Jared Savage is the New Zealand Herald's investigations editor.

'Battle for the legal high industry'

File photo / David White
File photo / David White

An Auckland businessman who made millions of dollars selling pills which mimicked Ecstasy - which he claimed to be legal - has been convicted of drug crimes in a case described by one judge as the "battle for the legal high industry".

The 40-year-old, who still has name suppression, sat at the top of a designer drug syndicate and was one of eight men found guilty of various Class-C drugs charges following a High Court trial which started in May.

The network identified by detectives during Operation Ark imported powder from China which were pressed into tens of thousands of pills every week and sold for around $40 each.

Drugs identified include compounds which the police alleged were "substantially similar" to Ecstasy and can therefore be considered analogue controlled drugs, which are Class-C substances.

Defence lawyer Ron Mansfield, who represented the ringleader in Operation Ark, told the jury the chemicals used in the ring's pills were not illegal and his client believed he was running a legal-high enterprise.

"People wanted a product that was lawful but had a mimic or sensation of a controlled drug. Customers wanted to be able to purchase such a product to experience a sensation or effect without risk of arrest."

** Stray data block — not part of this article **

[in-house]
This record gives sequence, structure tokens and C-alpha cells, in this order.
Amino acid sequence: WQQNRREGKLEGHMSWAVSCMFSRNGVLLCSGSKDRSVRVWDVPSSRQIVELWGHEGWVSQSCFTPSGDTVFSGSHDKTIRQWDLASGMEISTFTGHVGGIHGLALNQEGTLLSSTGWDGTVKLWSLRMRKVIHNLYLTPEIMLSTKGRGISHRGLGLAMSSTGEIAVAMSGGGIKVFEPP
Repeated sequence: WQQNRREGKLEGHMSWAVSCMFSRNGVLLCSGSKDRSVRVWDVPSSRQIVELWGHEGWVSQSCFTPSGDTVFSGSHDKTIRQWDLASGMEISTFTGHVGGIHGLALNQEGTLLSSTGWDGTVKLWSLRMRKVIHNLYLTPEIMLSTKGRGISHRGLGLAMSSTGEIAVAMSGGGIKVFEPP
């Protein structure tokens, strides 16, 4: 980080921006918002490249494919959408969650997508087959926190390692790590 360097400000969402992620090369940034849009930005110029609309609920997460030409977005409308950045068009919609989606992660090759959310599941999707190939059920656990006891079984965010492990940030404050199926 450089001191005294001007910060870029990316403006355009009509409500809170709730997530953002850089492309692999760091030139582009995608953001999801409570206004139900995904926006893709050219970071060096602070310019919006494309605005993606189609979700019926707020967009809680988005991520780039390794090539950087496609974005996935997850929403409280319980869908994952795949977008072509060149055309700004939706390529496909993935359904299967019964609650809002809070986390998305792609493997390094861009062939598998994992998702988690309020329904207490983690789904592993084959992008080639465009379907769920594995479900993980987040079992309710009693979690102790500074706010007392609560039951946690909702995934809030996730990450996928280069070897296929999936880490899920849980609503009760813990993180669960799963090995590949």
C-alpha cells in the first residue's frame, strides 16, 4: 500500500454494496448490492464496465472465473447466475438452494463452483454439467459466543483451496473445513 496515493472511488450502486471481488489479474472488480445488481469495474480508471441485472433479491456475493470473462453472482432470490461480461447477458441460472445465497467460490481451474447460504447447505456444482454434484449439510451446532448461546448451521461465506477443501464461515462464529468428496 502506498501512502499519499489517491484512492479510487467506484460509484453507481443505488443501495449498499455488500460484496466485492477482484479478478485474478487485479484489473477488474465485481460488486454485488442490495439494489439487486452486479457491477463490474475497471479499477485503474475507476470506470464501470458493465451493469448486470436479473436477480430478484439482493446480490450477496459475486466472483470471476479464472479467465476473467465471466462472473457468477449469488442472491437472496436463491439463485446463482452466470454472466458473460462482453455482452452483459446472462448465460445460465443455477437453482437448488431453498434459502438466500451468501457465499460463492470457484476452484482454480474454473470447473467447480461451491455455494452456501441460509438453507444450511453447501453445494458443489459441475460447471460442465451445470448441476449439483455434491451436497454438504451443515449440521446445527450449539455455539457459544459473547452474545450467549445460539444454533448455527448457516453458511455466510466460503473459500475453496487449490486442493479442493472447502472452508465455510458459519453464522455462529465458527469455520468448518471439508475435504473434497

A raft of charges against the 10 accused were withdrawn following evidence presented by their lawyers, however the jury ultimately agreed with the Crown case led by David Johnstone.

The ringleader and the syndicate's head chemist, who also has name suppression, were both found guilty of 14 charges of the importation, possession and sale of Class-C drugs.

A third man with name suppression was convicted of 13 similar charges while Johnny Be Good, a lieutenant of the ringleader, was found guilty of 14 charges.

Stanley Leone was found guilty of guilty of nine charges but acquitted on five.

Minor players Grant Petersen, Kevin Challis and Kelvin Cress were each found guilty on one or two charges of selling Class-C drugs, while Matthew Giordani and George Reed were acquitted on all charges they faced.

Appeals against the guilty verdicts will be lodged on legal grounds on behalf of the ringleader and others.

The upper echelon of the designer drug ring made millions of dollars from the enterprise and the court heard that $800,000 cash was discovered in a wardrobe when the police raided the chemist's home in 2011.

More than $20 million in assets were restrained by police, including multimillion-dollar homes, expensive cars such as Bentleys, BMWs and Range Rovers, jet skis and a boat.

- NZ Herald

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